There won’t be an All-Star Game in Georgia this year, but there will be a Biden drive-in car rally.
President Biden plans to appear Thursday in Atlanta to mark his first 100 days in office, despite saying he would “strongly support” Major League Baseball moving the Midsummer Classic out of state to protest the state’s newly passed election law.
Former Georgia state Rep. Vernon Jones on Monday accused Mr. Biden of hypocrisy, calling it “a slap in the face to many of us here in Georgia for him to even show his face here.”
MLB Commissioner Rob Manfred pulled the game out of Atlanta on April 2, shortly after Mr. Biden offered his “attaboy” in a March 31 interview on ESPN, during which he also called the Georgia law “Jim Crow on steroids.”
“What he’s trying to do is save face because he cost many, many African-American businesses and others an opportunity to benefit during [the] Major League Baseball [All-Star Game],” Mr. Jones said on “Fox & Friends.”
This week @JoeBiden plans on visiting Georgia.. “Jim Crow Joe” better be ready to explain why he encouraged the MLB All-Star game to relocate, taking $100 Million dollars away from Atlanta’s small business owners.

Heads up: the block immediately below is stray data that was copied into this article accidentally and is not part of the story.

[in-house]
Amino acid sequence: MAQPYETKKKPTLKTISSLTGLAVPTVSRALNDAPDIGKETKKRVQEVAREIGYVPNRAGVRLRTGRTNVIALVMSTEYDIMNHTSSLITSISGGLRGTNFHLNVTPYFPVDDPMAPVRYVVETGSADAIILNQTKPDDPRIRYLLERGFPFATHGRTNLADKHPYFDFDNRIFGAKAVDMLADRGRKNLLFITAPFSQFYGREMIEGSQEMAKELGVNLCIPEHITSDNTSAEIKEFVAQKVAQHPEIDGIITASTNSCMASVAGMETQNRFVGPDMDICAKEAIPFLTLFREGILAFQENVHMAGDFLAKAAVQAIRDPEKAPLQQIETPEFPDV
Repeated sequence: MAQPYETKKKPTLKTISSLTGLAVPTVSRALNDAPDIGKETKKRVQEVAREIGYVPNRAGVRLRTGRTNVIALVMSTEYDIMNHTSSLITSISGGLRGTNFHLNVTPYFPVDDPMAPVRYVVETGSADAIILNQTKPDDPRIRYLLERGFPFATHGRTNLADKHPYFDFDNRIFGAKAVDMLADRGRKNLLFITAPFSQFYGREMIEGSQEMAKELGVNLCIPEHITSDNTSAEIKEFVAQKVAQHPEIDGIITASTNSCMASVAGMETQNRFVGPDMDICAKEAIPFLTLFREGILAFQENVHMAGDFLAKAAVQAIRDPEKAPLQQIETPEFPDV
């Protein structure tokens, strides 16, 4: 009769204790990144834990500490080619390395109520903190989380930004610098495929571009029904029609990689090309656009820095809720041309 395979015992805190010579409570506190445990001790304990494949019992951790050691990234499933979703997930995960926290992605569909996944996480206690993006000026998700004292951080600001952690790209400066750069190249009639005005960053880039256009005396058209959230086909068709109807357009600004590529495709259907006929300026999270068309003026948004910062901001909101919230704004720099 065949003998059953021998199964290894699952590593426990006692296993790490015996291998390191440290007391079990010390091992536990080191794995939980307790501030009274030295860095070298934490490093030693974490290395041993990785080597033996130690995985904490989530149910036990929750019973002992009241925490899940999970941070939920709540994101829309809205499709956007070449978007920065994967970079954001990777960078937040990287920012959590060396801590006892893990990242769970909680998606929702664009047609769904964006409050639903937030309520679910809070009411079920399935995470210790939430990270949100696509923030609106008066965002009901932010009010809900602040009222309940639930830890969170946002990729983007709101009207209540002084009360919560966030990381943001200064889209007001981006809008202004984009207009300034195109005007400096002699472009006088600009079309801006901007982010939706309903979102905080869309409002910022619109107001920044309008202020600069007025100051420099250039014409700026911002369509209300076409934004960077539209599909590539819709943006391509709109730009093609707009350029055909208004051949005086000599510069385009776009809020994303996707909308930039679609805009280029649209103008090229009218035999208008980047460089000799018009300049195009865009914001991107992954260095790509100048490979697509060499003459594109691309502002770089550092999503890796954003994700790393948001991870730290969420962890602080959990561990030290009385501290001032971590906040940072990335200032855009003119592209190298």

— Vernon Jones (@RepVernonJones) April 26, 2021
The July 13 game was moved to Denver at an estimated cost to Atlanta of $100 million. Nearly 30% of Atlanta businesses are minority-owned, far more than in Denver, which is 76% White. Atlanta is 51% Black.
“I don’t even understand why he’s coming here,” Mr. Jones told Fox host Pete Hegseth. “Now he can come here, but Major League Baseball can’t come here. You see the hypocrisy in that, Pete?”
The trip by Mr. Biden “will be his first visit to the state since urging Major League Baseball to move the All-Star Game out of Atlanta, over the passage of Georgia’s contentious new voting law,” according to 11Alive News in Atlanta.
White House press secretary Jen Psaki said that Mr. Biden was not “dictating” what MLB should do.
“That was their decision, they made that decision, and as he stated earlier, he certainly supports that,” Ms. Psaki said during the April 6 briefing.
The election law, Senate Bill 202, tightened the rules on absentee ballots by setting identification requirements and narrowing the request window; reduced the number of drop boxes from pandemic levels, and expanded early voting.
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